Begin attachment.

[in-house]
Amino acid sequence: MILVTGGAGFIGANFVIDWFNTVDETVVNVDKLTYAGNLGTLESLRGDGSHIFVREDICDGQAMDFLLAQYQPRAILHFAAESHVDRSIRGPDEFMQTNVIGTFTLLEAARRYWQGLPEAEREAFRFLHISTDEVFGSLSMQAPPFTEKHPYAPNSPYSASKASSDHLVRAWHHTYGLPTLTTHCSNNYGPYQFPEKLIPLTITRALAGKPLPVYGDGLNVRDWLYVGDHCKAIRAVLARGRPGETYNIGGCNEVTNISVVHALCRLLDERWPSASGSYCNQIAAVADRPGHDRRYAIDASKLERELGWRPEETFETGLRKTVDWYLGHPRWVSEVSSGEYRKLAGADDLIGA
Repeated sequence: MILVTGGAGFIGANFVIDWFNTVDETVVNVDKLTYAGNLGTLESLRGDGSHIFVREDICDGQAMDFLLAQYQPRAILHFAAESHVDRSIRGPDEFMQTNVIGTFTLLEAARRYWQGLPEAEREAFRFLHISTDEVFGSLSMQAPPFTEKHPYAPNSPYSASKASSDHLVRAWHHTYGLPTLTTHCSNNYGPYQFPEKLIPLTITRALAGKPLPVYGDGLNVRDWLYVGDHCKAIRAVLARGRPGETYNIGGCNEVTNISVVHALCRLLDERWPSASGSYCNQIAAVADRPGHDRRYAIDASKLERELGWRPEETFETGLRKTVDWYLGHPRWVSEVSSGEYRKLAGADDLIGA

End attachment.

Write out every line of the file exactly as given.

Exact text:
[in-house]
Amino acid sequence: MILVTGGAGFIGANFVIDWFNTVDETVVNVDKLTYAGNLGTLESLRGDGSHIFVREDICDGQAMDFLLAQYQPRAILHFAAESHVDRSIRGPDEFMQTNVIGTFTLLEAARRYWQGLPEAEREAFRFLHISTDEVFGSLSMQAPPFTEKHPYAPNSPYSASKASSDHLVRAWHHTYGLPTLTTHCSNNYGPYQFPEKLIPLTITRALAGKPLPVYGDGLNVRDWLYVGDHCKAIRAVLARGRPGETYNIGGCNEVTNISVVHALCRLLDERWPSASGSYCNQIAAVADRPGHDRRYAIDASKLERELGWRPEETFETGLRKTVDWYLGHPRWVSEVSSGEYRKLAGADDLIGA
Repeated sequence: MILVTGGAGFIGANFVIDWFNTVDETVVNVDKLTYAGNLGTLESLRGDGSHIFVREDICDGQAMDFLLAQYQPRAILHFAAESHVDRSIRGPDEFMQTNVIGTFTLLEAARRYWQGLPEAEREAFRFLHISTDEVFGSLSMQAPPFTEKHPYAPNSPYSASKASSDHLVRAWHHTYGLPTLTTHCSNNYGPYQFPEKLIPLTITRALAGKPLPVYGDGLNVRDWLYVGDHCKAIRAVLARGRPGETYNIGGCNEVTNISVVHALCRLLDERWPSASGSYCNQIAAVADRPGHDRRYAIDASKLERELGWRPEETFETGLRKTVDWYLGHPRWVSEVSSGEYRKLAGADDLIGA